hypersensitive - respond too much

Hormones important for growth

1. Thyroid - increase basal metaboliic rate

- essential for nervous system dev

2. Insulin - glucose metabolism

3. Cortisol - glucose metabolism

4. Testosterone - purbety

Thyroid gland location and hormones that are made and secreated

below the layrnx

thyroid hormone - basal metabollic rate

calcitonin - calcium homeostasis

Structure of Thyroid gland

compsed of follicles and each one surrounded by follicular cells

Follicular cells make thyroglobin and secrete it into the folicle

c-cell or parafollicular make the hormone calcitonin

Thyroid secretion steps

1. iodised TGB moves into follicular cells

2. thyroid hormones released from the iodised TGB

3. thyroid hormones have two forms

4. T3 (active) and T4 (more plentiful)

5. T3 and T4 secreted into blood travel to carrier protein to target cells.

Effects of Thyroid Hormone

1. Metabolism

- increase body heat production

- decrease triglceride and chol levels

- set basal metabollic rate

2. Growth

- normal growth in child

- growth retardation in thyroid deficiency

- essential for development of fetal brain.

Disorders with thyroid hormone

Hypo secretion - too little

- low met rate

- weight gain

- cold intolerance

Hyper secretion - too much

- increase met rate

- heat intollerant

- nervous

- increase heart rate

Calcitonin hormone

- controls levels of Ca2+ (controls ca in blood 1%)

- parafollicular or c-cells make this hormone

Increase in Ca2+

calcitonin secretion

osteocleast reduce activity - less bone resorption

osteoblast increased activity - more bone deposition

Blood ca2+ returns to normal

Calcitonin improtant in children

because osteoclasts take 5g of calcium from bone to blood each day where as adults is only 0.8g

Parathyroid glands

secrete parathyroid hormone

PTH and Calcitonin effects on Ca2+

PTH increases bone break down

Ca2+ decreases bone break down

together maintain homeostasis

Blood Ca2+ levels too low?

increased excitability of nervous system

muscle tremors and cramps

begins as ca2+ falls to 6mg

at 4mg larynx contracts and suffication

Causes of hypocalcemia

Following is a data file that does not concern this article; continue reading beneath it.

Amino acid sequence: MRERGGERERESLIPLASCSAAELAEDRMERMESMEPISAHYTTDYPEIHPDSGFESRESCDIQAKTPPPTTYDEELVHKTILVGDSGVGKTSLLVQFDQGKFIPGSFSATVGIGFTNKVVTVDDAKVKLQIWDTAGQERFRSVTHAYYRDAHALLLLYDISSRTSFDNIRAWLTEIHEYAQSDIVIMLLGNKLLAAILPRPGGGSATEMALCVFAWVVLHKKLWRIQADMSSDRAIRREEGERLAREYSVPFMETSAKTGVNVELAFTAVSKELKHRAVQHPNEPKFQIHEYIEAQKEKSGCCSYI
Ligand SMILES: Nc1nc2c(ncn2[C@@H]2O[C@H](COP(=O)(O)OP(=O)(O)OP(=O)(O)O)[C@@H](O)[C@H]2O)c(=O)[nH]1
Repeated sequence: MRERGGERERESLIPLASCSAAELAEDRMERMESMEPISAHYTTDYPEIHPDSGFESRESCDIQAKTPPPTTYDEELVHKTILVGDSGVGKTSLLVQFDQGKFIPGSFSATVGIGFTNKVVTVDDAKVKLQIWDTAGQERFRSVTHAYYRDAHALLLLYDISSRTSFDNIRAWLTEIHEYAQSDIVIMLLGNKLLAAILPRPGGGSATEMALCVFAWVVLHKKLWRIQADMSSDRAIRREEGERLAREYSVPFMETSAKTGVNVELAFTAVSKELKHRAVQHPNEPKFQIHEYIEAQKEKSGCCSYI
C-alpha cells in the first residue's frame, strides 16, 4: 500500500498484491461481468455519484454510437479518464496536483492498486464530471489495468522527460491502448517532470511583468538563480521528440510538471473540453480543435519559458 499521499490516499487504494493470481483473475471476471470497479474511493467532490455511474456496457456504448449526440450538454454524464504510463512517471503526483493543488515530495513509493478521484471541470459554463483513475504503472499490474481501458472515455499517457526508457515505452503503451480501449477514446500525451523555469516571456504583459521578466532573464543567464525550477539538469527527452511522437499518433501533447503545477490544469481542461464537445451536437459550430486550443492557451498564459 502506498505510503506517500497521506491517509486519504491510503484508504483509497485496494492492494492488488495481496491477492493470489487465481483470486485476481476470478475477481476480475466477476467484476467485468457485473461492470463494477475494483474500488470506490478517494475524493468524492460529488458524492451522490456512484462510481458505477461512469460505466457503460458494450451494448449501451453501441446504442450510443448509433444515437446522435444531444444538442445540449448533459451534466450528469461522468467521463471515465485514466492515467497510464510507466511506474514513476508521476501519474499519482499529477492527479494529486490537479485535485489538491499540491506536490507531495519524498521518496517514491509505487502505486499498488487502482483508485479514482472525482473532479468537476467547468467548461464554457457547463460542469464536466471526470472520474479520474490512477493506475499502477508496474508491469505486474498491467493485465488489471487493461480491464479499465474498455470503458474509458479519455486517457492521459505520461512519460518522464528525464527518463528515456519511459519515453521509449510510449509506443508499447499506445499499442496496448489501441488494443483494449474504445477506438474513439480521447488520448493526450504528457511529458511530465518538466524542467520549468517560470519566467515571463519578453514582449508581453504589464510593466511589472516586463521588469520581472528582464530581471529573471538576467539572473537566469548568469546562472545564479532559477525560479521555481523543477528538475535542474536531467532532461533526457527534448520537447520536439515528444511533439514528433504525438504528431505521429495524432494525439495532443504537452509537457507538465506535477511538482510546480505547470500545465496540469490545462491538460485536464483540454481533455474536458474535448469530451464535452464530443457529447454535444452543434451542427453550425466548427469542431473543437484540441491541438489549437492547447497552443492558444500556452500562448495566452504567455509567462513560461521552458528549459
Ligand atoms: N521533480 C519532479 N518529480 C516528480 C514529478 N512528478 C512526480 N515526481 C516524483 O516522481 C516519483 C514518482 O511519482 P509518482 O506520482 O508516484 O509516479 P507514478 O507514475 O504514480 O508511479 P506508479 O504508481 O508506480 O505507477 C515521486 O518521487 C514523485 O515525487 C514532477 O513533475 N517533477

vit D deficent


thyroid tumor

pregnancy and lactiation

under active parathyroid glands

what is hyercalcemia

blood levels too high,

nerve and muscle cells less responsive and exciteable


leads to excess PTH secretion

caused by parathyroid tumor

bones soft

raises blood levels of ca2+

kidney stones

adrenal glands location and structure

above the kidneys

secretes steroid hormones

2 sections adrenal cortex and adrenal medulla

3 layers in the adrenal cortex

and what they secrete

Glomerulosa - aldosterone

Fasciculata - Cortisol

Reticulas - androgens eg testosterone

Inner Medulla

releases epinepherine and NE

Sympathetic nervous system - acute stress

Pre ganglionic SNS (ACH)

epinephrine binding system used

uses a 2nd messenger system

effects of inner medulla norepinephrine and epinephrine

- increase fat and glucogen break down

- decrease GI

- increase heart rate

- increase blood flow to muscles


lipid soluble so uses steriod mechanism of action

happens in mins to days

effects of cortisol

-gluconegenesis (produce glucose in the body)

- increase protein breakdown

- decrease glucoes uptake in muscle and fat


- immune systme

- Blood pressure maintain

- CNS activation

- vasculature

Feedback Loop of Cortisol

stress daily variation


corticotropin RH

Anterior Pituitary

Adrenocortiotropic H

Adrenal cortex


Pancreas location

abdominal cavity

sturture of the pancreas

exocrine glands - secrete digestive enzymes

endocrine glands - secrete pancreatic islets

pancreatic islets

beta cells - secrete Insulin (decrease BG)

alpha cells - secrete glucagon (Increase BG)

Blood glucose fasting range

3.3 to 4.4

Blood glucose levels are too high

1. beta cells release insulin into the blood

2. Insulin

3. body cells take up more glucose

4. blood glucose levels decline to a set point

Blood glucose levels are too low

1. alpha cells of the pancreas stimulated to relase glugagon into blood

2. Glugagon

3. liver breaks down glugogen (stored form of glucose) and releases it into the blood.

4. blood glucose levels rise and come to sp

target cells when beta secretes insulin are

muscle and adipose fat (increase glucose uptake)

liver cells (increase net glucose uptake)

target cells when alpha secretes glucagon


- increase the breakdown of glycogen

- increase glucose synthesis

- increase ketone synthesis

Hormonal control of blood glucose

- Pancreatic Islets 1. insulin 2. Glugagon

- Pituitary 1. growth hormone

- Adrenal glands 1. adrenaline 2. cortisol

Insulin action

1. insulin on receptor

2. allows the glucose channels to open

3. glucose into the cell via GLUT4

4. Hexokinase

5. make glycogen or ATP

Insulin resistance

Fatty acids


Glucose is not entering the cell as the diacylglycerol switches off the pathways

long term isulin resistance leads to

impaired B cell function

ketone synthesis use

can be used as a last resort for the brain

glut 4 and glucose and insulin have no effect on..

brain cells

Type 1 diabetes

10 % diabetics


high blood glucose

Glucose in urine

large urine volume

Diagnosed: child

Cause: Insulin producing beta cells and destroyed

Treatment: Insulin injections

Type 2 diabetes

90% diabetics

- cells are reisistant to insulin signals to store food, cells are starving as glucose can't be used.

- Risk factors: obesity, ethics, genetics

Treatment - exercise and diet